I really wanted to get in FOTF, because

  1. the job is accounting-related (can’t remember the exact position);
  2. it’s in Langley – like, three or four blocks away;
  3. it’s full of Christians;
  4. it has a bookstore (hehe); and
  5. it’s in front of Campus Crusade for Christ HQ!

On the other hand, I didn’t really care how I did in the Compass Group interview. I was myself. I was very honest, telling Jodie (the lady who interviewed me) everything about my life in Triage, including the bit about me getting pissed off at some of my co-workers. I told her even the negative things about me. I totally didn’t care about getting the job at Compass Group.

So I was surprised – yet super delighted – when my office manager told me that a guy from Compass Group phoned her. She said she gave me a “good reference.” And she said she didn’t lie. Hehe.

Over a month after the FOTF interview, the guy who interviewed me sent me an e-mail saying that they gave it to somebody else. And I didn’t hear from Compass Group so I assumed that I didn’t get the job. But at that time, I was back at Triage so it was all right. I was disappointed but what could I do other than try again?

Then Ate Emy, the sister-in-law of a friend of my sister’s, told me that she was leaving the company for an accounting job at Best Buy. That was on June 9th. On the same day, I learned that her friend, Ate Mildred, was also leaving. I was really frustrated, angry, and upset. I complained to God. I even cried. And, of course, I went on shopping therapy.

Imagine how I felt when I checked my e-mail the night of June 13th. Jodie sent me an e-mail telling me that she was offering me another job! I didn’t get the accounting clerk position, but she offered me the accounts receivable clerk position.

Obviously I accepted it. It’s an opportunity for me to move on and obtain an accounting work experience. I’m smart enough to grab this opportunity.

When I told my office manager, Seema, that I was leaving, I felt relieved that she easily accepted it. But then, she was worried because only one person would do the database checking. So she chose (kinda) another Filipino – a good friend and church mate of mine – for me to train in database checking.

So last Monday, June 26th, I only did administrative work for Seema, writing a data entry training document and starting a generic coding guidelines document. Then we had this little “beginning-of-summer” party, with sandwiches and salad. It wasn’t a going-away party for me. (That’s OK. I didn’t want one ‘coz I don’t deserve it.)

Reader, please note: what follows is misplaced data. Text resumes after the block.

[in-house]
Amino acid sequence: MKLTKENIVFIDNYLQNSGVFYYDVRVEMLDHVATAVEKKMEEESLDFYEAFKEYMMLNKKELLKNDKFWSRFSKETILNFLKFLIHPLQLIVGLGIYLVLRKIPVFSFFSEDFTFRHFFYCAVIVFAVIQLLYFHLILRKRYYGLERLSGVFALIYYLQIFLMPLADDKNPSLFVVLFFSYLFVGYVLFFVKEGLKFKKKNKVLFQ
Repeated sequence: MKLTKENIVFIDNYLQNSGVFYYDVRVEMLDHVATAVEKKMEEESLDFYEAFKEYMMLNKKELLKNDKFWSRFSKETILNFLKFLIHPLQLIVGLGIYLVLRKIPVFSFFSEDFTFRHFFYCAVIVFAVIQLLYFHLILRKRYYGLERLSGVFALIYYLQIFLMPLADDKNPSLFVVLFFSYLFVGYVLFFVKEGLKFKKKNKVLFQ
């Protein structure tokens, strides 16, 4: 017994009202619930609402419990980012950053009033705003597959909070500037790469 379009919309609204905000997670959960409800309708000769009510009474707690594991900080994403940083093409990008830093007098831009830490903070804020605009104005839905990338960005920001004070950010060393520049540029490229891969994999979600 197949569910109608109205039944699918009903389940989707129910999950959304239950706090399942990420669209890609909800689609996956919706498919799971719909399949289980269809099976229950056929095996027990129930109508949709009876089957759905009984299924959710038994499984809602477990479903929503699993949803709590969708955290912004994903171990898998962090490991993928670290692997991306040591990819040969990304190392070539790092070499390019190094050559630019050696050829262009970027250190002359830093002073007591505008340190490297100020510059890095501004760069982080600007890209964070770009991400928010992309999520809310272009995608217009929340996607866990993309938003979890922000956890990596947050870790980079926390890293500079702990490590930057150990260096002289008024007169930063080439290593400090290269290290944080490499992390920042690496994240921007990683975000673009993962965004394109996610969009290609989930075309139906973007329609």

It felt so good that they wished me luck, hugged me, and made me feel that I contributed something to the company. I knew I had a lot of screw-ups when I was a new to the company, but the boss, Johanna, felt she had to keep me. I will be forever grateful to her, and to Seema, Ate May, and Mary Anne.

So when I finally walked out the door, I was emotional. I almost cried! If not for the lady in the elevator, I would have cried my eyes out. I even wanted to cry on the SkyTrain.

Those people love me and I love them too. Platonically, of course. Hehe.

I am very happy that I got the job that I want (actually, not quite, but it’s a start). But two years’ worth of experience at Triage made it hard for me to leave. Well, from the professional perspective, it was easy. But I built relationships – friendships – with the people I worked with. I may be a snob and mean at times, but for me, my co-workers are great. (Well, not all of them, but that’s another story… wink wink).

I only pray that they will hire people who value quality of the work over quantity.

God bless y’all at Triage. I’ll pray for you guys everyday. And I’ll try to come in once in a while, not only to work but to visit. I love you guys, and I’ll miss you!

Sunday, April 23, 2006

My Take On The Da Vinci Code

Personally, I think The Da Vinci Code is a brilliant novel. It is a wonderful work of fiction. Its protagonist & other main characters, plot, setting, and story flow kept me on the edge of my seat when I read it a year or so ago.

I agree with Dan Brown when he said that it is a springboard in discussing faith in our world today. I also agree with him when he stated that interpretation of the ideas presented in the novel is entirely "left to the reader".

However, I'm not satisfied with his answer when he was asked if he was a Christian. But even that can spark a lively (!) discussion on what a Christian really is.

I'm a proud bookworm and I will read any good work of fiction. I have read The Da Vinci Code and I think it is brilliant. Best of all, I am still a Christian; I have not given up my eternal life with God after reading the novel, because the theories presented in the novel urge me to investigate further. This leads me more to truths about God, Jesus Christ, and the Holy Spirit.